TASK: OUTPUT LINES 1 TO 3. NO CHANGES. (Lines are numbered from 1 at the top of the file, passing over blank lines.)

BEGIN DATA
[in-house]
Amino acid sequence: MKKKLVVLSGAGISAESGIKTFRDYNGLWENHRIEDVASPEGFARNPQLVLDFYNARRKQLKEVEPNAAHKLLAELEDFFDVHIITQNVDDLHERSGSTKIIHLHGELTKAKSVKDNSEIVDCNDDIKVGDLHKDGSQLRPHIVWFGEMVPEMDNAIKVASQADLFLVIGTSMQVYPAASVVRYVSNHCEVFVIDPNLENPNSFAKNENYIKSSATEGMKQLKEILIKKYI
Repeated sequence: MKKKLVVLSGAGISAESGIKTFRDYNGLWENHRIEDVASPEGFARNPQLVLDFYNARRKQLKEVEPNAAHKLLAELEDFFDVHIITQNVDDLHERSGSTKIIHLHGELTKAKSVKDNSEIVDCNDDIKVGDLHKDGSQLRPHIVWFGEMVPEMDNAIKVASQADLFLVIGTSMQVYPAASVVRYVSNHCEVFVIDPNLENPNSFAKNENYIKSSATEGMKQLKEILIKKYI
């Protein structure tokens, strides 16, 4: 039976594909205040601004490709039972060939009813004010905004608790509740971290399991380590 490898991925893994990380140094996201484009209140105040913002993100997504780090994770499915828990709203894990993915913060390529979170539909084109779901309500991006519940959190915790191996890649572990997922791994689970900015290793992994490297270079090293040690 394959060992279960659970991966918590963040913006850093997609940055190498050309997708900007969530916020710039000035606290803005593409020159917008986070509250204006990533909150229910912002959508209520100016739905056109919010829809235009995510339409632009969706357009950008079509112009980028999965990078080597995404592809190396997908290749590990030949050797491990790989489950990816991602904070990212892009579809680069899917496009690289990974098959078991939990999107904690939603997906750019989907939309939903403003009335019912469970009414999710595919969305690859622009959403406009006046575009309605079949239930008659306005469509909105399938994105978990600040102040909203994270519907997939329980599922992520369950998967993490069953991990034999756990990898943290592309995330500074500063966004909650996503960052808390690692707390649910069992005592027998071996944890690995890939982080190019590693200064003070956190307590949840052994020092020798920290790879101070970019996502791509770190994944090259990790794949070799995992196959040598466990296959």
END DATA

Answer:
[in-house]
Amino acid sequence: MKKKLVVLSGAGISAESGIKTFRDYNGLWENHRIEDVASPEGFARNPQLVLDFYNARRKQLKEVEPNAAHKLLAELEDFFDVHIITQNVDDLHERSGSTKIIHLHGELTKAKSVKDNSEIVDCNDDIKVGDLHKDGSQLRPHIVWFGEMVPEMDNAIKVASQADLFLVIGTSMQVYPAASVVRYVSNHCEVFVIDPNLENPNSFAKNENYIKSSATEGMKQLKEILIKKYI
Repeated sequence: MKKKLVVLSGAGISAESGIKTFRDYNGLWENHRIEDVASPEGFARNPQLVLDFYNARRKQLKEVEPNAAHKLLAELEDFFDVHIITQNVDDLHERSGSTKIIHLHGELTKAKSVKDNSEIVDCNDDIKVGDLHKDGSQLRPHIVWFGEMVPEMDNAIKVASQADLFLVIGTSMQVYPAASVVRYVSNHCEVFVIDPNLENPNSFAKNENYIKSSATEGMKQLKEILIKKYI